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The Yellowstone Art Museum presents Jack Gladstone, one of Native America’s premier lyric story smiths, in a concert on Saturday, June 17, titled "Blackfeet Animal Persons: Native Perspectives of Nature."

This performance marks a highlight of Gladstone’s summer tour, and is offered in conjunction with the YAM’s exhibition "Jaune Quick-to-See Smith: In the Footsteps of My Ancestors," which is the first major exhibition of this established artist’s work in her home state in over a generation.

Smith is an enrolled Salish, member of the Confederated Salish and Kootenai Nation of Montana, and considered among the nation’s finest artists. Sharing a connection to her native heritage, Gladstone is an enrolled member of the Blackfeet Indian Nation. Gladstone’s performance will share the traditional Blackfeet perspective of kinship and connection with our cosmos through his unique lyrics and music.

In a career spanning over three decades, Gladstone has come to be regarded as a cultural bridge builder. In 2015, he was honored with a Governor’s Humanities Award. In 2016, he received a Governor’s Arts Award. He is also an inductee to the University of Washington Alumni Hall of Fame, a C.M. Russell Heritage Award recipient, and winner of a “Best Historical Recording” award from the Native American Music Association.

Attending the University of Washington on a football scholarship, Gladstone earned both a Rose Bowl ring and a bachelor's degree in speech communications. Returning to teach and coach on Montana’s Blackfeet Indian Reserve, he diversified his interpretations and lyrical illustrations of Native America.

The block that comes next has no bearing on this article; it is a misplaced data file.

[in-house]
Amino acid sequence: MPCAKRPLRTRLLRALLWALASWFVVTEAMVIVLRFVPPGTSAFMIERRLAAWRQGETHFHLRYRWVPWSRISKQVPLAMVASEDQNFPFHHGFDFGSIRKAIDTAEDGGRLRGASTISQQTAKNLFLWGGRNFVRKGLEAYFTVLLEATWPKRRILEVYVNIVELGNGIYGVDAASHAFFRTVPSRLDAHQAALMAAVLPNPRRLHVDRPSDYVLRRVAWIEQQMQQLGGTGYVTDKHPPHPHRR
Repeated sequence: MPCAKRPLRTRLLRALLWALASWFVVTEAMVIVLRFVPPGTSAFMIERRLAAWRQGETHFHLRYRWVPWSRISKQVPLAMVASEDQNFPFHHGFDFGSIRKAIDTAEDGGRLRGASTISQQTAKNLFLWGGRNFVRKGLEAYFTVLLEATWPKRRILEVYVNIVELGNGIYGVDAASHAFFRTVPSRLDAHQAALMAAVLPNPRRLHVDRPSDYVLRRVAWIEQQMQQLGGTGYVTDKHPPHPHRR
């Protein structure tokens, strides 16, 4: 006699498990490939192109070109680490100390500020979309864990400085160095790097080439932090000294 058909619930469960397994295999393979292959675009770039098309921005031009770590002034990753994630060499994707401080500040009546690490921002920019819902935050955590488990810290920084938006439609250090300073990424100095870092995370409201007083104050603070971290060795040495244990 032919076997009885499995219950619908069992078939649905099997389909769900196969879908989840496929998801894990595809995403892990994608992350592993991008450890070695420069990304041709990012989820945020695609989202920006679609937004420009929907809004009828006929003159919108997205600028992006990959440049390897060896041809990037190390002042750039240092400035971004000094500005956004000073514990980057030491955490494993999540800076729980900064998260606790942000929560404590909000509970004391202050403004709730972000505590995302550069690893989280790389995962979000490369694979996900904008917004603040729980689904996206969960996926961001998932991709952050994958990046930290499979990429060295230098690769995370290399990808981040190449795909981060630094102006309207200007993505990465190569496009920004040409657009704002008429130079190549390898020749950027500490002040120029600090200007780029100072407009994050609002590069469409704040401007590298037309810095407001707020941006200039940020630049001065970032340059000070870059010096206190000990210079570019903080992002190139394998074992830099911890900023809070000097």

In 1985, Gladstone co-founded Glacier National Park’s “Native America Speaks” lecture series, which has emerged as the longest-running indigenous speaker series within the National Park Service. In 1987, he transitioned to full-time career in performing and recording. He has 15 critically acclaimed CDs to his credit and has presented thousands of concerts, workshops and school programs throughout the world.

Heralded as a “modern-day warrior,” he holds a Human Rights Award for Outstanding Community Service from Montana State University-Northern. Frequently, Gladstone headlines programs at the Smithsonian Museum of the American Indian in Washington, D.C.

From 1997 through 2002, Jack produced four original CDs with Lloyd Maines, Grammy-winning producer of the Dixie Chicks.

In 2010, Gladstone released “Native Anthropology,” a landmark recording achievement co-produced by legendary multi-instrumentalist Dave Griffith and Montana’s Grammy-nominated composer Phil Aaberg. “Native Anthropology” is Gladstone’s most intricate and timely album to date.

Tickets for the concert are $10 general admission; there is no reserved seating. Museum members receive a $2 discount. Seating is limited.

For more information about this and other events or exhibitions, call 406-256-6804 or visit the YAM website:

–Jaci Webb

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